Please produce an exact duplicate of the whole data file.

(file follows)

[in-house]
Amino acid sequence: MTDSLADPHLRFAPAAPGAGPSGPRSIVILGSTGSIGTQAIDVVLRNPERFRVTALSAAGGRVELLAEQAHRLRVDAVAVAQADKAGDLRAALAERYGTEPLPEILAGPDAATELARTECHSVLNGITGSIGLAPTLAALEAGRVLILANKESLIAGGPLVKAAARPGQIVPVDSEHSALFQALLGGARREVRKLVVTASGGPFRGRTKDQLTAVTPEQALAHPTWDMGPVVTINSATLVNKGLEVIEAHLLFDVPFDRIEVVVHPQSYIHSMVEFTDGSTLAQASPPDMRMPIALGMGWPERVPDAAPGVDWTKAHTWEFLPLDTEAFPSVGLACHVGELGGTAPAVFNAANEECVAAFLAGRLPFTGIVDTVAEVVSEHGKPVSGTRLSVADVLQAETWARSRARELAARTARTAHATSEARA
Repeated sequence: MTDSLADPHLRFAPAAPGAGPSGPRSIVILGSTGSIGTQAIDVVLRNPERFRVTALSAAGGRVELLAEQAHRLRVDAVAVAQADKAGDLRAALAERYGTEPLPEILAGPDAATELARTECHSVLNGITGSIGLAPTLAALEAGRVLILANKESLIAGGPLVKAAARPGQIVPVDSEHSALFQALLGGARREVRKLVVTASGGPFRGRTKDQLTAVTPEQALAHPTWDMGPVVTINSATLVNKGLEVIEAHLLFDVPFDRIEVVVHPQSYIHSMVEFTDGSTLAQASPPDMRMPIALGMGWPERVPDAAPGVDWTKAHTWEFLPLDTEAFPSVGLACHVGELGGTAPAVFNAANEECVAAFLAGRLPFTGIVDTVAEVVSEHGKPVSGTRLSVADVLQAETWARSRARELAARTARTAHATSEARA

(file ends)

[in-house]
Amino acid sequence: MTDSLADPHLRFAPAAPGAGPSGPRSIVILGSTGSIGTQAIDVVLRNPERFRVTALSAAGGRVELLAEQAHRLRVDAVAVAQADKAGDLRAALAERYGTEPLPEILAGPDAATELARTECHSVLNGITGSIGLAPTLAALEAGRVLILANKESLIAGGPLVKAAARPGQIVPVDSEHSALFQALLGGARREVRKLVVTASGGPFRGRTKDQLTAVTPEQALAHPTWDMGPVVTINSATLVNKGLEVIEAHLLFDVPFDRIEVVVHPQSYIHSMVEFTDGSTLAQASPPDMRMPIALGMGWPERVPDAAPGVDWTKAHTWEFLPLDTEAFPSVGLACHVGELGGTAPAVFNAANEECVAAFLAGRLPFTGIVDTVAEVVSEHGKPVSGTRLSVADVLQAETWARSRARELAARTARTAHATSEARA
Repeated sequence: MTDSLADPHLRFAPAAPGAGPSGPRSIVILGSTGSIGTQAIDVVLRNPERFRVTALSAAGGRVELLAEQAHRLRVDAVAVAQADKAGDLRAALAERYGTEPLPEILAGPDAATELARTECHSVLNGITGSIGLAPTLAALEAGRVLILANKESLIAGGPLVKAAARPGQIVPVDSEHSALFQALLGGARREVRKLVVTASGGPFRGRTKDQLTAVTPEQALAHPTWDMGPVVTINSATLVNKGLEVIEAHLLFDVPFDRIEVVVHPQSYIHSMVEFTDGSTLAQASPPDMRMPIALGMGWPERVPDAAPGVDWTKAHTWEFLPLDTEAFPSVGLACHVGELGGTAPAVFNAANEECVAAFLAGRLPFTGIVDTVAEVVSEHGKPVSGTRLSVADVLQAETWARSRARELAARTARTAHATSEARA